Eugene Kennedy, Love, Newtown: A Blow to the Heart

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Peggy Noonan, writing in the Wall Street Journal, suggests that we listen to Eugene Kennedy, who spoke about the Newtown tragedy in a much different manner from other commentators: He does not believe that the many “solutions” bandied about will make children (or ourselves) safer. Rather, it is time for us to reflect on this event as a blow to our heart and what this tells us about our own vulnerability. Kennedy was interviewed by Andrew Malcolm and Melissa Clouthier in a podcast at

“Newtown, like 9/11, reminds us of ‘the mystery of being alone in the world as it is and as we are.’ The world is imperfect, broken, ‘with cracks running through it.’ A central fact of our lives, said Mr. Kennedy, is that ‘We are all vulnerable. Anything can happen to anybody at any time.’ We have to understand and recognize our vulnerability ‘as humans on the earth.’ We see and experience it every day, ‘from small disappointments…to blows of the heart.’ And Newtown is a blow of the heart.

“But, again like 9/11, Newtown contained within it ‘the ongoing fact of revelation.’ Both 9/11 and Newtown were marked by a revealing of “the goodness of normal people, which is seldom celebrated” but is central to the balance of the world. When the teachers tried to shield the children; as when on 9/11 people who knew they were about to die called someone to say they loved them; that was ‘a revelation of their goodness.’ It is important in part because ‘by the light of the goodness of others; by that light we can see ourselves.'”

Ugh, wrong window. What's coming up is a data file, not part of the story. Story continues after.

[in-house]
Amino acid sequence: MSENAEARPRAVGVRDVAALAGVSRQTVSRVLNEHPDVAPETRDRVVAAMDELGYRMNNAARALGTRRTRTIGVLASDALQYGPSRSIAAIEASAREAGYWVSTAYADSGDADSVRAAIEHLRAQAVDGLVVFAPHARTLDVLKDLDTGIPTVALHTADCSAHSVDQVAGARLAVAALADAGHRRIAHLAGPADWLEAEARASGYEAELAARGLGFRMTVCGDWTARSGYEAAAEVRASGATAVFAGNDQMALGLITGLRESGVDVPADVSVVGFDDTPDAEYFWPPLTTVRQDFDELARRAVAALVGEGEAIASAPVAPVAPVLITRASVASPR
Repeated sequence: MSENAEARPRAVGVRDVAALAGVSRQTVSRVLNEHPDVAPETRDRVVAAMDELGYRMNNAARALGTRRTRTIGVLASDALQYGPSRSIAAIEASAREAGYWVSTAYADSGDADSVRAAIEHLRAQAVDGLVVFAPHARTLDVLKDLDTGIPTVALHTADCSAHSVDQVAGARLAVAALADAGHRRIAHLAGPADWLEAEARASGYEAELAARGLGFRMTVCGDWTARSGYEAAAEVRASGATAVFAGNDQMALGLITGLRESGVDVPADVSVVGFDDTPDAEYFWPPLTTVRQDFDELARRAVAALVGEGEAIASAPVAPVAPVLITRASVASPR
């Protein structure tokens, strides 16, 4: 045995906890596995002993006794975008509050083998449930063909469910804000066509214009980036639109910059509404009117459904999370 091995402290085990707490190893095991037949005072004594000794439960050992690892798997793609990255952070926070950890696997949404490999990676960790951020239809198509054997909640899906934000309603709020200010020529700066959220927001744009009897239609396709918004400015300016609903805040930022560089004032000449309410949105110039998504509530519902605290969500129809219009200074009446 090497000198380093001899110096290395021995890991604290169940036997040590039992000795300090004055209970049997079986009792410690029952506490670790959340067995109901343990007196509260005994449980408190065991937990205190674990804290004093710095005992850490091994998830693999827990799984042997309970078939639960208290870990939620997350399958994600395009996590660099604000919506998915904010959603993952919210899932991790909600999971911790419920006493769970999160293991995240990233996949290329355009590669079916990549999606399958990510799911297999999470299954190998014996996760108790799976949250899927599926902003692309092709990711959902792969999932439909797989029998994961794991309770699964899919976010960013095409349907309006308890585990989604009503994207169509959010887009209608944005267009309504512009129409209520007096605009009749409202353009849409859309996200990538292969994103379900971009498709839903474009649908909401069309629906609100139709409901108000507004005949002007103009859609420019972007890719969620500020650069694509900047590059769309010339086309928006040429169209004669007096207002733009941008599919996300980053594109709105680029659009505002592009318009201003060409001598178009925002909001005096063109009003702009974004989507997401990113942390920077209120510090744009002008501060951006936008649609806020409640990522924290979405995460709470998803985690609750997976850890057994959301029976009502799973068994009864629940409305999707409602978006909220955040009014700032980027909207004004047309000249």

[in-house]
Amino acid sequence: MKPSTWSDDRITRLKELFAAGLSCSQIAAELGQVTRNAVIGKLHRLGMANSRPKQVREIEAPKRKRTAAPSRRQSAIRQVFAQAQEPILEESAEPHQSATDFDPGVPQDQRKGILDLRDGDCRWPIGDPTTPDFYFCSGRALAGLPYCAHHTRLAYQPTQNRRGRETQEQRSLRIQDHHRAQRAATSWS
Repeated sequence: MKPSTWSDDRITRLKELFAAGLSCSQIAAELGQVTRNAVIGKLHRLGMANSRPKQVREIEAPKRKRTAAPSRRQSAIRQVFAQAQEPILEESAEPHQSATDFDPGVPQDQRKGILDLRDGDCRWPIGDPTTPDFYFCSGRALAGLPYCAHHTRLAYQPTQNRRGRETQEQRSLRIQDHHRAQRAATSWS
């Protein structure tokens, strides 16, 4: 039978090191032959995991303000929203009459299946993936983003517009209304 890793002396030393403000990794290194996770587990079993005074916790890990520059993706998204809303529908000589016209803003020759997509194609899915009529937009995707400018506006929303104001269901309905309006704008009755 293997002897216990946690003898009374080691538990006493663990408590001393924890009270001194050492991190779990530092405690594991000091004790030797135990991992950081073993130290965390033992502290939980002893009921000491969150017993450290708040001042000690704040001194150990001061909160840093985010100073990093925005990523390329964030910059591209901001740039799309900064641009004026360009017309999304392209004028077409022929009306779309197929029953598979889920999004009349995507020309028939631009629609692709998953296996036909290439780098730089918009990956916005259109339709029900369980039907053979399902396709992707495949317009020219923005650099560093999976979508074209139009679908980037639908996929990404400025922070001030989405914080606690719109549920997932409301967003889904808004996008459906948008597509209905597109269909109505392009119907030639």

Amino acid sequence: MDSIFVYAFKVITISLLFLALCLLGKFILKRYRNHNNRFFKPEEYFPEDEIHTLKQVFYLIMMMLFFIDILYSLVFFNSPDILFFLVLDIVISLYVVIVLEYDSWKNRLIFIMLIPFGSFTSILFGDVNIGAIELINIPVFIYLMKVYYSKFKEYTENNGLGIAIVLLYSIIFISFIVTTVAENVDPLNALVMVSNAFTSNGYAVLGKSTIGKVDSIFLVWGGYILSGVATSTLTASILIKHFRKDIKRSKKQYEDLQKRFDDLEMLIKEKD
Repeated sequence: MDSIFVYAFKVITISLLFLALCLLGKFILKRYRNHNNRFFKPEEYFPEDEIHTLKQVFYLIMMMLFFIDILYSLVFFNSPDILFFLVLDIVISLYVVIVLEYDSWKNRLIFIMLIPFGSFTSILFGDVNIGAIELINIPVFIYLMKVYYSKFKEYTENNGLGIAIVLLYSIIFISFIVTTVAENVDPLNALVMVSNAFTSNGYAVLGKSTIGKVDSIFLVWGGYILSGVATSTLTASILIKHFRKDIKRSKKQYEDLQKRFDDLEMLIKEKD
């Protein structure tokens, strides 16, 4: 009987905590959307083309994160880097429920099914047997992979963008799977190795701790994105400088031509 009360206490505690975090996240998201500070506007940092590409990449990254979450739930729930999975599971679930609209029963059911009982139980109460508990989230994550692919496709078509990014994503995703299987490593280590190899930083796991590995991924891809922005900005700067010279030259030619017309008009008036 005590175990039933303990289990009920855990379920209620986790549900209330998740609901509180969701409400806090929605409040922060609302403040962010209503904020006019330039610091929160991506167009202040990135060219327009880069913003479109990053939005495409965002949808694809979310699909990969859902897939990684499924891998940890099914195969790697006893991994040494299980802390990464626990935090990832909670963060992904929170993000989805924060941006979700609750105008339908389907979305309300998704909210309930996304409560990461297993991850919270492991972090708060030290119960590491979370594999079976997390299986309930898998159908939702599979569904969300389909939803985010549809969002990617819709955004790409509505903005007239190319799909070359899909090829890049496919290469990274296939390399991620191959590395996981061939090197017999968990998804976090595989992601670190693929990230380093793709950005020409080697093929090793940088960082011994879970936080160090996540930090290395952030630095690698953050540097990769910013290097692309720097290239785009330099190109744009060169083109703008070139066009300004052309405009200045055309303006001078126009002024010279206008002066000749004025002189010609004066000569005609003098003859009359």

Kennedy, a clinical psychologist and former Maryknoll priest, is well-known for his books on psychology and Catholicism, as well his his political coverage including a biography of Chicago’s Mayor Richard J. Daley that was edited by Jacqueline Onassis. He is Professor Emeritus at Loyola University and also has co-authored well-received books with his wife, psychiatrist Dr. Sara Charles.

In conclusion, Noonan says this about Kennedy’s meditation:

“It is better to suffer pain than to live in a world in which you don’t allow yourself to be close enough to anybody to have the experience that’s bound to give you suffering.” And “love guarantees suffering.”

“We’re all on a hero’s journey,” said Mr. Kennedy, from where we began to where we will end. The hero faces challenges along the way. We are like King Arthur’s knights, entering the forest each day without a cut path, and ‘finding our way through is what we are called to do.’ Here, Mr. Kennedy suggested, faith offers not an explanation but the only reliable guide. ‘Jesus said, ‘I am the way.’ That is not a metaphor.”

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